Although the Shanghai Biennale was once only a national event, this year's show features 93 artists from 23 countries, all reflecting the theme of Hyper Design with dramatic visuals and skewed perspectives on the ordinary. Chinese artists are still among the most exciting entrants, including Qiu Anxiong, who combines traditional ink painting with video animation, and Liu Jianhua, whose Yiwu Research Proposal illustrates China's surreal economic boom with a shipping container full of beeping plastic toys. Beyond the PRC, Taiwan's Tu Wei-cheng presents Finds from Bu Nam Civilization, which appears to be a straight, archaeological exhibit — except for the mobile phones in the stone pictographs. Pakistani new media artist Osman Khan's Sur La Table allows viewers to leave digital traces on a dinner table, while India's Tallur L.N. creates a human body with nylon innards inflated by a vacuum cleaner. South Korean Lee Kyung-ho displays an army of tiny, robotic bulldozers and projects live video feed of them at work, in another off-kilter view of something utterly mundane.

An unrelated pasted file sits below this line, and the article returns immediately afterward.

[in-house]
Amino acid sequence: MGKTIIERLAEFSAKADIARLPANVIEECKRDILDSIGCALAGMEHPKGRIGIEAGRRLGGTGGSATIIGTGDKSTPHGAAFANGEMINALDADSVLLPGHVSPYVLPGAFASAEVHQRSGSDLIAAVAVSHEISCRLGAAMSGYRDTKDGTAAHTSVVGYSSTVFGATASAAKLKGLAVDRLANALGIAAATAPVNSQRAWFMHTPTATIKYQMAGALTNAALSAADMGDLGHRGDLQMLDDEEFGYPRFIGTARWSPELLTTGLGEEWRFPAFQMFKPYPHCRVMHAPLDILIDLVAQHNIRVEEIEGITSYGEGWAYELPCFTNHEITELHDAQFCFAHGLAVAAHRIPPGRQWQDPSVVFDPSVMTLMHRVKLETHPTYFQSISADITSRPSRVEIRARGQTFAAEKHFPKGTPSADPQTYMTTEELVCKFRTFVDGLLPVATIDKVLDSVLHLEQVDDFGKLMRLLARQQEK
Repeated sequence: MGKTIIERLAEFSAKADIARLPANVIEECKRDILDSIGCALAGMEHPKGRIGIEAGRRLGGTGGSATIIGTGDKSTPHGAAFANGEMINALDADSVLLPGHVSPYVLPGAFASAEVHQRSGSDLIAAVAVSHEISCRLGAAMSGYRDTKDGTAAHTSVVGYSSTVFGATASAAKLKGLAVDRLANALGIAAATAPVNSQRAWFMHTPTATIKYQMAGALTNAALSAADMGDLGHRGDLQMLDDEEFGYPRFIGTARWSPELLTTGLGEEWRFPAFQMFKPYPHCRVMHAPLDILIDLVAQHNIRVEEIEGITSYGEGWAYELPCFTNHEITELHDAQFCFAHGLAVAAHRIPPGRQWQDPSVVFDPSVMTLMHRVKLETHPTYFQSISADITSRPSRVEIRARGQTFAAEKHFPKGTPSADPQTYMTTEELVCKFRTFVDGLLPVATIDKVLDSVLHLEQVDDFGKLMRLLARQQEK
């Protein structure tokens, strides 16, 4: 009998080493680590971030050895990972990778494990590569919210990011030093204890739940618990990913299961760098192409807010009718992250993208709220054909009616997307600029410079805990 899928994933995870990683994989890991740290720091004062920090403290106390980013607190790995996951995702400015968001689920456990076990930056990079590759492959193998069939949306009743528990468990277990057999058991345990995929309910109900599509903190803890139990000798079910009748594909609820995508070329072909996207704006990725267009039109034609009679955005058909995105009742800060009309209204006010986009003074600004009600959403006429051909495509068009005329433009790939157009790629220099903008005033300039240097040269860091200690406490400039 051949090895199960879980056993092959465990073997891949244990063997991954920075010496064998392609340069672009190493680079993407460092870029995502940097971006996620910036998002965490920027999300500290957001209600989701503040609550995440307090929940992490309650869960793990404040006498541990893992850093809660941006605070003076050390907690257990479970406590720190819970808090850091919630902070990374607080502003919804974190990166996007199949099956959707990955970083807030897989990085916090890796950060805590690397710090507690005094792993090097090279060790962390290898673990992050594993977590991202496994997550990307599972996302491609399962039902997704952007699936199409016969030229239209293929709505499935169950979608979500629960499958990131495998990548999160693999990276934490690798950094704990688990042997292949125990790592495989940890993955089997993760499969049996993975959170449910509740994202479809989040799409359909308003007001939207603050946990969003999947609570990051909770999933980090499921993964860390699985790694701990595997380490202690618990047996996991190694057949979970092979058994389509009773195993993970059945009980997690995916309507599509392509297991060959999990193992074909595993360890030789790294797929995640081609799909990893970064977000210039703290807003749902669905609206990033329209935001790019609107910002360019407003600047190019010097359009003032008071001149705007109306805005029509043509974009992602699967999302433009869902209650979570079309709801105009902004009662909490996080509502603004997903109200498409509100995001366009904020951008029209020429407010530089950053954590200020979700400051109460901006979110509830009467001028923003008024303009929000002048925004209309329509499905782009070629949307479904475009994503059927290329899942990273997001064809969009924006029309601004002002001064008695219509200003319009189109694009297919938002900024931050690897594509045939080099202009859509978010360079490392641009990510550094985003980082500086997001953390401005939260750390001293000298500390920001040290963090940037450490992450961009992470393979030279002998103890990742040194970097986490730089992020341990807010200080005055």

Although including international artists, the Gwangju Biennale in South Korea explicitly focuses on Asian art, particularly the creative tension arising between tradition and modernity. Korean-American sculptor Michael Joo surrounds a plaster Buddha with a halo of tiny video cameras, while local master Whang In-Kie reconstructs a classic Korean painting using 30,000 magnets. Also featured are Japanese artists Jun Nguyen-Hatsushiba, who deals with trauma and memory in hallucinogenic performances, and photographer Miwa Yanagi, who explores the inner lives of young women struggling with Japan's societal expectations.

Some of these concerns are also addressed in the Taipei Biennial, entitled Dirty Yoga for its interest in globalization, conflicting values, and liminal states. Thailand's Araya Rasdjarmrearnsook, who also appears in Gwangju, reads prayers and performs rituals for the souls of women who died alone, while underground filmmaker Wu Chun-hui adapts Stan Brakhage for Taiwan's hidden queer heritage. Japan's Tanaka Koki records bizarre experiments, like turning tortilla chips into a pancake, and work by young Indonesian artist Eko Nugroho displays now-global graffiti and comic book sensibilities.

The rich diversity of artists and works appearing in these biennials may herald a new season for Asian art — in scope, attention, and support — with China's stratospheric ascent leading the way. (SC)

The Shanghai Biennale is on view until November 5 in Shanghai, China; the Gwangju Biennale continues through November 11 in Gwangju City, South Korea; and the Taipei Biennial will run from November 4 to February 25 in Taipei, Taiwan.

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Philip Brophy: Evaporated Music 2

Now through October 21